Originally published on metropolis.co.jp on April 2010
Hisanori Yamamoto makes the best pizza in Tokyo. Don’t just take our word for it: he picked up trophies three years running at the international World Pizza Cup in Naples. After working at Omotesando’s Napule for the past few years, in February he finally opened his own restaurant in Nakameguro. A wall of photographs at Da Isa shows Yamamoto with everyone from Jackson Browne to Junichiro Koizumi, yet the man himself is no preening celebrity chef: he’s far too busy working the oven.
The pace at Da Isa is never less than hectic. When we visit on a rainy Thursday evening, it’s full to capacity, though the food keeps coming at a speed that ensures a rapid turnover of customers—aided by briskly efficient waiters who whip plates away barely after you’ve finished the last mouthful. This isn’t a spot for languid, romantic dates: it’s too clamorous, too bright, and the decor errs on the side of tacky. A true pizza connoisseur, of course, wouldn’t have it any other way.
We start with a warm antipasti of melanzane alla parmigiana (¥1,000), smoky eggplant in tomato sauce topped with parmesan, fresh basil and a great clod of mozzarella. Choosing a pizza takes longer: there are nearly 40 varieties on offer, including a range of margherita bases and familiar staples like quattro formaggi, plus some bianca and deep-fried fritta. Yamamoto makes compact arrangements of toppings on dough that he then stretches out roughly over a wooden paddle before thrusting them into the oven. They’re cooked in about half a minute, and the results are sublime—if occasionally a bit misshapen.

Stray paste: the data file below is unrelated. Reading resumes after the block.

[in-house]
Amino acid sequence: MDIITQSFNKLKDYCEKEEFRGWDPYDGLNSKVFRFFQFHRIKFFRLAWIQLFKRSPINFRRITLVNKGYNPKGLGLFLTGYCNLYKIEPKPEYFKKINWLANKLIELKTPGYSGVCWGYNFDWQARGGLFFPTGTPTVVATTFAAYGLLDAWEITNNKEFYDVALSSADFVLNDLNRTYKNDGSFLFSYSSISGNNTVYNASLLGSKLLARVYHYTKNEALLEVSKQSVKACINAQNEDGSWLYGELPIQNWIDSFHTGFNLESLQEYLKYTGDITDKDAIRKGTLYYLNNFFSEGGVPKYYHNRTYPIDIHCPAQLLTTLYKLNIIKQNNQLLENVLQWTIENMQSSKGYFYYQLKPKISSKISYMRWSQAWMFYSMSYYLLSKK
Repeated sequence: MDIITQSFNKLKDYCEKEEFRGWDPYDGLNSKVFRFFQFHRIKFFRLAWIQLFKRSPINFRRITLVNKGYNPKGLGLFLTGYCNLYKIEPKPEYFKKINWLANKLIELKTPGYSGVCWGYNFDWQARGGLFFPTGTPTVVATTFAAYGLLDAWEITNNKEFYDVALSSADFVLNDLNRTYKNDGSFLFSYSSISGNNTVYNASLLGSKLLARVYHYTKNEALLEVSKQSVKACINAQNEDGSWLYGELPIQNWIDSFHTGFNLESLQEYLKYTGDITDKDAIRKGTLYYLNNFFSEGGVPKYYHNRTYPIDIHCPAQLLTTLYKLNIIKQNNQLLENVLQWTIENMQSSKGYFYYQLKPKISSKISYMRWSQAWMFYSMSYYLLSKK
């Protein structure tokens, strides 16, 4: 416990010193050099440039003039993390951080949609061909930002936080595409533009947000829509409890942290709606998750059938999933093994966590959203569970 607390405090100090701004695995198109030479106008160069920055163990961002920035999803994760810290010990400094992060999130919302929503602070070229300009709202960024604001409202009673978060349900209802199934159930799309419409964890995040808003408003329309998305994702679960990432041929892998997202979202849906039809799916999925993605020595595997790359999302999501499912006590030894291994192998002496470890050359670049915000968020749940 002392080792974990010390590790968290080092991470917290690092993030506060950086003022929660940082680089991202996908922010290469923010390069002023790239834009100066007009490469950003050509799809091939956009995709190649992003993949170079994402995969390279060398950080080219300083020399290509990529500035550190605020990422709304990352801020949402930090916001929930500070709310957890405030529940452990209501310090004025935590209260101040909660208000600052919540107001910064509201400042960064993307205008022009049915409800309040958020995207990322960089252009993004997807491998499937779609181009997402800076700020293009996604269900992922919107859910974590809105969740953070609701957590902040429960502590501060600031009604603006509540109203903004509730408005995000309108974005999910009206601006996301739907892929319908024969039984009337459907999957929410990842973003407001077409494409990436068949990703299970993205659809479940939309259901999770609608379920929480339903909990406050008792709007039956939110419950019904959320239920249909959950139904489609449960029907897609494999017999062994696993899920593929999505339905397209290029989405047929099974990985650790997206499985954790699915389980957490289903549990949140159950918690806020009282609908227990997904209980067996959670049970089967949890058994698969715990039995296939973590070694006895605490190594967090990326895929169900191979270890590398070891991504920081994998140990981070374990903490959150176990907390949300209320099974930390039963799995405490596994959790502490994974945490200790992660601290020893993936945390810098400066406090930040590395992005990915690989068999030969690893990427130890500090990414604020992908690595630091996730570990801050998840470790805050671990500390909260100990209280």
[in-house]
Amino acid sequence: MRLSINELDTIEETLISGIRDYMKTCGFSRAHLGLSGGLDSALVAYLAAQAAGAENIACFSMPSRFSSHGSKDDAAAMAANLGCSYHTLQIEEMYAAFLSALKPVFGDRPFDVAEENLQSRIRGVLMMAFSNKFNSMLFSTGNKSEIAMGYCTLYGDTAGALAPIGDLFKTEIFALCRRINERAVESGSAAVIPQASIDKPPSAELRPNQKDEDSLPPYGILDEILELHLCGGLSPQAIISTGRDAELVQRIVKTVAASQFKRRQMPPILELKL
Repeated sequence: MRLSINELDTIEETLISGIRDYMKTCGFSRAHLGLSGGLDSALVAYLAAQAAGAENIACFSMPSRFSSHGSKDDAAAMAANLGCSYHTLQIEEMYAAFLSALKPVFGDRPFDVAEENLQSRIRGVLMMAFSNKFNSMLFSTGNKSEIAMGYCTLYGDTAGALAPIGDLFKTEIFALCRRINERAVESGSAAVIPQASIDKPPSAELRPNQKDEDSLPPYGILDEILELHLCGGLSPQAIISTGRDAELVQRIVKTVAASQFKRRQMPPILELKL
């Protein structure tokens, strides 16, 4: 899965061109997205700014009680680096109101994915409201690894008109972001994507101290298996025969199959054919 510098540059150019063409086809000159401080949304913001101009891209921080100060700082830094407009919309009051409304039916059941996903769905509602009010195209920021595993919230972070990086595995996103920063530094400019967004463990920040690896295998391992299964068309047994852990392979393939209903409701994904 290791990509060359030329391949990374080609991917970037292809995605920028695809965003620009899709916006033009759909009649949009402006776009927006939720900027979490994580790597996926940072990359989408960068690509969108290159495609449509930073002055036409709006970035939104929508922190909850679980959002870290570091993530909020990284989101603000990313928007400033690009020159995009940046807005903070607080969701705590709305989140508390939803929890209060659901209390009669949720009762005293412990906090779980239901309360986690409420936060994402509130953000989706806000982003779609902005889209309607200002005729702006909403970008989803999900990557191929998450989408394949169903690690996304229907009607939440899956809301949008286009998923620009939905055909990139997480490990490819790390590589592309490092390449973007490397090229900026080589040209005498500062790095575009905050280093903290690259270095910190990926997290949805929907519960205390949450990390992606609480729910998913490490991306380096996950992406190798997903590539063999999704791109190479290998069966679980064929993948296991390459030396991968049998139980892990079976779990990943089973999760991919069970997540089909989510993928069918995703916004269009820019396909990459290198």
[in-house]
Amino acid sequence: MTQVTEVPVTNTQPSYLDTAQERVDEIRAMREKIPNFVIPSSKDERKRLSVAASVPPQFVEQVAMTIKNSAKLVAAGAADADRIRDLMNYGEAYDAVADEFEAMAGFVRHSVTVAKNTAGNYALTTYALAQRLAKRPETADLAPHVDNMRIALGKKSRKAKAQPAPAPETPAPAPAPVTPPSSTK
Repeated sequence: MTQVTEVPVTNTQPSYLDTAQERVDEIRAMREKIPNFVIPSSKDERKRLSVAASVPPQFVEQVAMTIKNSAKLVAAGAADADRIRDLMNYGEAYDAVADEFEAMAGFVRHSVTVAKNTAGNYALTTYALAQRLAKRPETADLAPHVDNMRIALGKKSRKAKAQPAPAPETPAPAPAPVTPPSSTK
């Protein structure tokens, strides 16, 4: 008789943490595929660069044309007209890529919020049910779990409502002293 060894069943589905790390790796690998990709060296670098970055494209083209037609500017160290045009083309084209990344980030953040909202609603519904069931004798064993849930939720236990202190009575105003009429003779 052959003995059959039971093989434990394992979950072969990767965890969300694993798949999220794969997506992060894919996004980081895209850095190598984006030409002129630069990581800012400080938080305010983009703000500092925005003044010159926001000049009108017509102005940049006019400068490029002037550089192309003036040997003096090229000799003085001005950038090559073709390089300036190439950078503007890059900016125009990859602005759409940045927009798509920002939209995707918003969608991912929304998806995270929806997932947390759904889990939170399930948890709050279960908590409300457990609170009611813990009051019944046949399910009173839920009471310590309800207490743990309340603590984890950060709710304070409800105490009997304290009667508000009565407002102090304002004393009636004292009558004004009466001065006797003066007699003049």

The pizzas look enormous when they first arrive at the table, but don’t worry: you’ll make space. The margherita alla cocca (¥1,800), served with a half-cooked egg in the center, is good, sloppy fun, and impossible to eat while retaining any semblance of dignity. However, we really hit the jackpot with the ripieno al forno con funghi (¥2,250), a bastardized calzone with mozzarella, ham, tomato and mushroom on the outside, and ricotta stuffed in the middle. To be honest, we could’ve just had the crust and gone home happy. It’s that good.
House wine costs ¥500 by the glass and ¥3,200 per bottle, but we opt instead for a bottle of Sicilian Tasca d’Almerita Regaleali Bianco (¥4,200), which is crisp and pairs well with the food. The menu also includes a limited selection of pastas starting at ¥1,650, plus a few deep-fried offerings, the smell of which accompanies us all the way home. The dessert selection is a tad underwhelming by comparison: we get a panna cotta that’s all but indistinguishable from crème caramel (¥650). Next time we’ll probably just skip straight to the grappa (¥700).
Da Isa also does takeaways, and pizzas are just ¥1,000 on weekday lunchtimes. We’d normally consider cycling to Nakameguro for lunch to be a bit indulgent, but in this case we’re happy to make an exception.